You Are What You Eat

banana-shrub-301663_1280In 2015 I made changes.  I read some books that scared the shit out of me and woke me up.  I read Wheat Belly: Lose the Wheat, Lose the Weight, and Find Your Path Back to Health, and my eyes opened to just how bad my diet was.  That book also showed just how little we as individuals should rely upon and trust the information put out by the government.

Note: Over the past five years or so I have gradually extricated myself from involvement in politics.  When I was laying in the ICU watching Meet the Press I set off my monitors.  The doctor came in and ordered the TV shut off.  I almost shouted at the doctor, and might have started lecturing about how important it was to be informed about politics, when I was struck with the absurdity of telling the person charged with keeping me alive what was important.  I had also seen people on Facebook lose there minds in the shouting and echo-chamber madness that seems to become a person’s whole life, or how they become defined.  I’ll glance at a blog now and again, but I monitor myself very carefully to ensure I don’t get engaged or go down a rabbit hole that in the end is only frustrating.  I’m sure that  I’ll address this at another time.

Having given that caveat I’m still compelled to say how disturbed I am with the misinformation that our government puts out, the lack of controls on what reaches our shelves as consumers, and the horrific influence that corporations have upon both of those areas.  Buyer BEWARE is a vast understatement when it comes to the food and medicines you put in your body.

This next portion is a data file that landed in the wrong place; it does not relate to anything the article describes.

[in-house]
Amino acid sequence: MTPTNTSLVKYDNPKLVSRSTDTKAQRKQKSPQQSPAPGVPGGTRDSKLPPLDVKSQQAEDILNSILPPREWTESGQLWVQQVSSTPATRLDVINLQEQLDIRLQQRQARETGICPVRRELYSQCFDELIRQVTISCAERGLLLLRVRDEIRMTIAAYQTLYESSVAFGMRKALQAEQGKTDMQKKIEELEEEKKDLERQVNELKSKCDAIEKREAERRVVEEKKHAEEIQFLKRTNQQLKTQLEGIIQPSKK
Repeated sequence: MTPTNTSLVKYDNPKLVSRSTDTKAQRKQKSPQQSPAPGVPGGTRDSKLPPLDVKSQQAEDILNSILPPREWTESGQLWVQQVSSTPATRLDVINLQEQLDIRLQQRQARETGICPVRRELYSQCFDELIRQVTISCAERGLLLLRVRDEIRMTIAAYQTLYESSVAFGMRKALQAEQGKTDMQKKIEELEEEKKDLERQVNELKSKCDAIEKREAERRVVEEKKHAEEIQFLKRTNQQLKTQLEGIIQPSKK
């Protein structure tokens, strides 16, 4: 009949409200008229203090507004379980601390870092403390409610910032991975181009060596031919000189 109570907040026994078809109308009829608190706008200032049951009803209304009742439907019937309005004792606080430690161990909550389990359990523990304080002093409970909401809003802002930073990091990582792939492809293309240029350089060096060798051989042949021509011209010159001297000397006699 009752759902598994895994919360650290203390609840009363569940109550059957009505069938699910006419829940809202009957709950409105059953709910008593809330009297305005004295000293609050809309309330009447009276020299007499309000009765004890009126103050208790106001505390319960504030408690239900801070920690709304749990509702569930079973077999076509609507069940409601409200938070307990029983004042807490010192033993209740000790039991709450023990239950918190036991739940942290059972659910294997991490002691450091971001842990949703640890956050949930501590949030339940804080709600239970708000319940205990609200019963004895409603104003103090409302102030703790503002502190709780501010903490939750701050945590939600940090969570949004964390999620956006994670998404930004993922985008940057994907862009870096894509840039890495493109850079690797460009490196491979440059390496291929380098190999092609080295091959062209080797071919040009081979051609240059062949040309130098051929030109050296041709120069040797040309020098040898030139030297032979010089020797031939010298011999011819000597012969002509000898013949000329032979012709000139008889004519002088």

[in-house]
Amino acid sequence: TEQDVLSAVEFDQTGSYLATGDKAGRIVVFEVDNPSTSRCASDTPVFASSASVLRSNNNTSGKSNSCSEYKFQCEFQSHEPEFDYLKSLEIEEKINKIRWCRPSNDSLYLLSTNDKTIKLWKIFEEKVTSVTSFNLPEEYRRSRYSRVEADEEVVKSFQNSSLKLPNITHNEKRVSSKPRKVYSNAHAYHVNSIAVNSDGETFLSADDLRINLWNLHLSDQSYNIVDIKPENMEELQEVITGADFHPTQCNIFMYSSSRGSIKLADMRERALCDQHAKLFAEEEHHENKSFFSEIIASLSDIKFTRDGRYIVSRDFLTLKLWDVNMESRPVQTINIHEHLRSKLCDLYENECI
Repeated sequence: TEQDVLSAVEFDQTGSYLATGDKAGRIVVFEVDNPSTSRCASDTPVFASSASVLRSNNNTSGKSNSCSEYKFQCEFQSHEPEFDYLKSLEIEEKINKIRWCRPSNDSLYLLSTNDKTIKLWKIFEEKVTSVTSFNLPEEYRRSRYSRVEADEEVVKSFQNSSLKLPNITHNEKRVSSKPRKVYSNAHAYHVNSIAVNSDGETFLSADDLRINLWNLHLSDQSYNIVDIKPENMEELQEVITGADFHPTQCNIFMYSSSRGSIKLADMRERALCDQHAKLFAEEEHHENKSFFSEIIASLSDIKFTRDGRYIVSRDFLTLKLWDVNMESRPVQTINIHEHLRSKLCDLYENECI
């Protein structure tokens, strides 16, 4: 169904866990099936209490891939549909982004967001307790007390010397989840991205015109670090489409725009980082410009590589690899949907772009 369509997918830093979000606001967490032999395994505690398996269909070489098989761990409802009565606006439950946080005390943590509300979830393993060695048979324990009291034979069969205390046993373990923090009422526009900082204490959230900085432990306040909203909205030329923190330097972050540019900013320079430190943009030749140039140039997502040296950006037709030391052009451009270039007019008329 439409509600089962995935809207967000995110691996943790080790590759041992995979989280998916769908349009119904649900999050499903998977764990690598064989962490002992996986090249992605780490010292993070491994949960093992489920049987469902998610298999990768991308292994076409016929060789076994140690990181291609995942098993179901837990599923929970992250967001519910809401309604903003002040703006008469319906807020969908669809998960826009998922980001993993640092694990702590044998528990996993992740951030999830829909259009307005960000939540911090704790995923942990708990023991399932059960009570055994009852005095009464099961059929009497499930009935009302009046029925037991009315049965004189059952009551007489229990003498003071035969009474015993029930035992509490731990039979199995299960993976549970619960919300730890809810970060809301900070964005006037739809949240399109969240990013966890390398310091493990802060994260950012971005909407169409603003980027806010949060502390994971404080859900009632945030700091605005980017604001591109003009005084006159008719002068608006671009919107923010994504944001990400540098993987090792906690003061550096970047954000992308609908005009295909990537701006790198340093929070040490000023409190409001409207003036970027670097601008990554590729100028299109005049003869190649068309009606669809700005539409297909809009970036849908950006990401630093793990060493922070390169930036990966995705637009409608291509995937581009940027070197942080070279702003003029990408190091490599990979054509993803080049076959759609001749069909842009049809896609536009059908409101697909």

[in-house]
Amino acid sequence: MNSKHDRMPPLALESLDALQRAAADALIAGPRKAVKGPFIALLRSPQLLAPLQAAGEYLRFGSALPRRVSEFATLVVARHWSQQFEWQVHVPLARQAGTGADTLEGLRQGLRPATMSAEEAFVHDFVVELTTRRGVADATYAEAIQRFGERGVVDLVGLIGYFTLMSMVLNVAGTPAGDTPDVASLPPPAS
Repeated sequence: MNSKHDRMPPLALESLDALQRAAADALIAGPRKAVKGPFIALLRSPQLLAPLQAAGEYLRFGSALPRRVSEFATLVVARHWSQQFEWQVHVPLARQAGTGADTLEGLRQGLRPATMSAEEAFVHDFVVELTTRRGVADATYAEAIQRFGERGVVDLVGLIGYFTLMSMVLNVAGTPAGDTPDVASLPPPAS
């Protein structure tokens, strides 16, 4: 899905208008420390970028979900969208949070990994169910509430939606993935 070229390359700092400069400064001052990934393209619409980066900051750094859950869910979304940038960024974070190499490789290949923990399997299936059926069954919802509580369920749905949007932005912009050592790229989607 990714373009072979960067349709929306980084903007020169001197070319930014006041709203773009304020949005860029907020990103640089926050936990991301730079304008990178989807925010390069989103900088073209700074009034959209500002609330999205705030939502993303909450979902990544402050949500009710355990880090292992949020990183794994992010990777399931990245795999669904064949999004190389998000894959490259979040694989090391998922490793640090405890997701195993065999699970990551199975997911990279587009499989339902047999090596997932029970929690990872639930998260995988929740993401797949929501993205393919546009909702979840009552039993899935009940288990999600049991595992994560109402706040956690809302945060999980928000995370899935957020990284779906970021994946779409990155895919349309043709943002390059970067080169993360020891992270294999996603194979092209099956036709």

When I lose weight it’s in all the areas where I can’t afford a decrease (my gaunt face, or my needed ass padding) while I have a belly that I can’t exercise away.  I started looking at books (The Bulletproof Diet: Lose up to a Pound a Day, Reclaim Energy and Focus, Upgrade Your Life and The 4-Hour Workweek: Escape 9-5, Live Anywhere, and Join the New Rich), websites and listening to podcasts on a wide variety of topics.  I’ve changed to a gluten free diet and begun paying a great deal of attention to food sensitivities.  That diet is my own form of a modified Atkin’s diet  and a ketogenic diet.  I have butter in my coffee every morning.  How_To_Make_Bulletproof_Coffee_3b4288cd-a4ff-43f2-bff7-3a34ba242d4c_grandeI do a four and a half day fast every other month.   I’ll be talking about many of these topics in detail in upcoming posts.  Leave me a comment if any of these areas have you curious and I will prioritize accordingly.  The bottom line for me was that by the end of 2015 I had lost much (unofficially 40 pounds or more) of my belly, had more energy and felt better than I had in years.

My learning about all of this is still in the infant stage.  I listen to podcasts and read blogs that you can see off to the right in my links/blogroll list.  There is an unbelievable amount of information out there, and if you have a specific condition or syndrome I encourage you to investigate how modifying your diet might help you decrease or cope with symptoms.  I’m going to illustrate this by adding a TEDx talk you should see in its entirety.  I’ll have much more to say after you watch:

You may or may not have been as disturbed as I was by the annoying red box that kept popping up while I was watching the story.  I’ve heard Dr. Whals on Dave Asprey’s podcast and loved the information that was presented.  I looked on the YouTube site and read some of the comments.  Did TedX sell out?  Dr Wahls feels strongly about that question and answers it here.  I encourage you to read the response and decide for yourself.  I have extreme respect for the TED series, but if they are going to allow sponsors like Monsanto or Big Pharma influence and sensor their content they become another useless mouthpiece for the propaganda machines that value the dollar and are invested in keeping people sick.